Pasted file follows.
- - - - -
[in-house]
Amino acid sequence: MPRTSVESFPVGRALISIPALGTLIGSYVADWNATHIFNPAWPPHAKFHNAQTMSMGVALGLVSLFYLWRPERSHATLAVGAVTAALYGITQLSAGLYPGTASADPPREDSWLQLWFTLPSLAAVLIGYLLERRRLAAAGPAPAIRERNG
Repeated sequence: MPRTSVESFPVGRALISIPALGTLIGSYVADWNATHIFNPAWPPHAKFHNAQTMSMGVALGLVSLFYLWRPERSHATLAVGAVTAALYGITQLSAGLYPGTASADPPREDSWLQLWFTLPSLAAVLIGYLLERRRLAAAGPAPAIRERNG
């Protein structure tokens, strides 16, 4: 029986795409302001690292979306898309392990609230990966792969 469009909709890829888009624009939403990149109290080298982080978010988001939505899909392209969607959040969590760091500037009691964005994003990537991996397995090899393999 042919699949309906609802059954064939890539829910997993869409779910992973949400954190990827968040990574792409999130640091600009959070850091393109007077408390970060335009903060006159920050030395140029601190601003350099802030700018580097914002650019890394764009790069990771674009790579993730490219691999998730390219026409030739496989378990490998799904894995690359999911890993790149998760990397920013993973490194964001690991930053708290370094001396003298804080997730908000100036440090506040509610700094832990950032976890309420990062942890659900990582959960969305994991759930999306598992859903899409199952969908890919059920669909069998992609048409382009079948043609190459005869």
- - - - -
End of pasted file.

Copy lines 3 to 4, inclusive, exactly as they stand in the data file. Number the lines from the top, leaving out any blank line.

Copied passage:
Repeated sequence: MPRTSVESFPVGRALISIPALGTLIGSYVADWNATHIFNPAWPPHAKFHNAQTMSMGVALGLVSLFYLWRPERSHATLAVGAVTAALYGITQLSAGLYPGTASADPPREDSWLQLWFTLPSLAAVLIGYLLERRRLAAAGPAPAIRERNG
């Protein structure tokens, strides 16, 4: 029986795409302001690292979306898309392990609230990966792969 469009909709890829888009624009939403990149109290080298982080978010988001939505899909392209969607959040969590760091500037009691964005994003990537991996397995090899393999 042919699949309906609802059954064939890539829910997993869409779910992973949400954190990827968040990574792409999130640091600009959070850091393109007077408390970060335009903060006159920050030395140029601190601003350099802030700018580097914002650019890394764009790069990771674009790579993730490219691999998730390219026409030739496989378990490998799904894995690359999911890993790149998760990397920013993973490194964001690991930053708290370094001396003298804080997730908000100036440090506040509610700094832990950032976890309420990062942890659900990582959960969305994991759930999306598992859903899409199952969908890919059920669909069998992609048409382009079948043609190459005869």